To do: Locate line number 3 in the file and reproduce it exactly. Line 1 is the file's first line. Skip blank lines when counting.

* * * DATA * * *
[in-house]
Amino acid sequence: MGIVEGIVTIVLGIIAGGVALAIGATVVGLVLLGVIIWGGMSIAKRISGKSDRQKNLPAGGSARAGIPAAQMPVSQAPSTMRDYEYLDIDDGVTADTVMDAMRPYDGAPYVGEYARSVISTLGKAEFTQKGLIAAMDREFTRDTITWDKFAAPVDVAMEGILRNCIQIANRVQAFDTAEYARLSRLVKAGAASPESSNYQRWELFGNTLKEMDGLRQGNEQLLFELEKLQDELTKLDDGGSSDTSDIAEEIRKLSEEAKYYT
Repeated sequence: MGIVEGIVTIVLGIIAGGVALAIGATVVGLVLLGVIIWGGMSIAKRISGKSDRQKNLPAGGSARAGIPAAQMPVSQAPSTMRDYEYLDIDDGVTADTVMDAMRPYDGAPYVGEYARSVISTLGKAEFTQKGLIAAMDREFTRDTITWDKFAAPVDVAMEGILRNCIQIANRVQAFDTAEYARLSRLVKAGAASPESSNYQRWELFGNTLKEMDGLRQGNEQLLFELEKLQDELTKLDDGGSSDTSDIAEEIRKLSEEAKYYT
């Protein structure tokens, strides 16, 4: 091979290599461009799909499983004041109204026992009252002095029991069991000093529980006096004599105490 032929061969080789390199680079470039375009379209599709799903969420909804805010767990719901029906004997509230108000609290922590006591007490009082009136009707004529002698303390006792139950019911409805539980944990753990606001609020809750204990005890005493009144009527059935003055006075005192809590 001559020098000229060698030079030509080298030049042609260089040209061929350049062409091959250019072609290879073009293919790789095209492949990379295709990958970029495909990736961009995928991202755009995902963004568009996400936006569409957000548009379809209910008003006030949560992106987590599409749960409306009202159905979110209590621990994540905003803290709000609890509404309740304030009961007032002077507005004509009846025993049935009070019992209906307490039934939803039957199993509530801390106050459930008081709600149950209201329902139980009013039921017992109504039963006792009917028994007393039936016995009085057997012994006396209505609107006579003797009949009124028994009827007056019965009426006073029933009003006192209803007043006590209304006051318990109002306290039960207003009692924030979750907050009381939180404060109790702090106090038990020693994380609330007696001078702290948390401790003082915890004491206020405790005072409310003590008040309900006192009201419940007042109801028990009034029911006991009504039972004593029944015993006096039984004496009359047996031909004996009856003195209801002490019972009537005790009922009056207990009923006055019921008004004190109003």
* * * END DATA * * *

Repeated sequence: MGIVEGIVTIVLGIIAGGVALAIGATVVGLVLLGVIIWGGMSIAKRISGKSDRQKNLPAGGSARAGIPAAQMPVSQAPSTMRDYEYLDIDDGVTADTVMDAMRPYDGAPYVGEYARSVISTLGKAEFTQKGLIAAMDREFTRDTITWDKFAAPVDVAMEGILRNCIQIANRVQAFDTAEYARLSRLVKAGAASPESSNYQRWELFGNTLKEMDGLRQGNEQLLFELEKLQDELTKLDDGGSSDTSDIAEEIRKLSEEAKYYT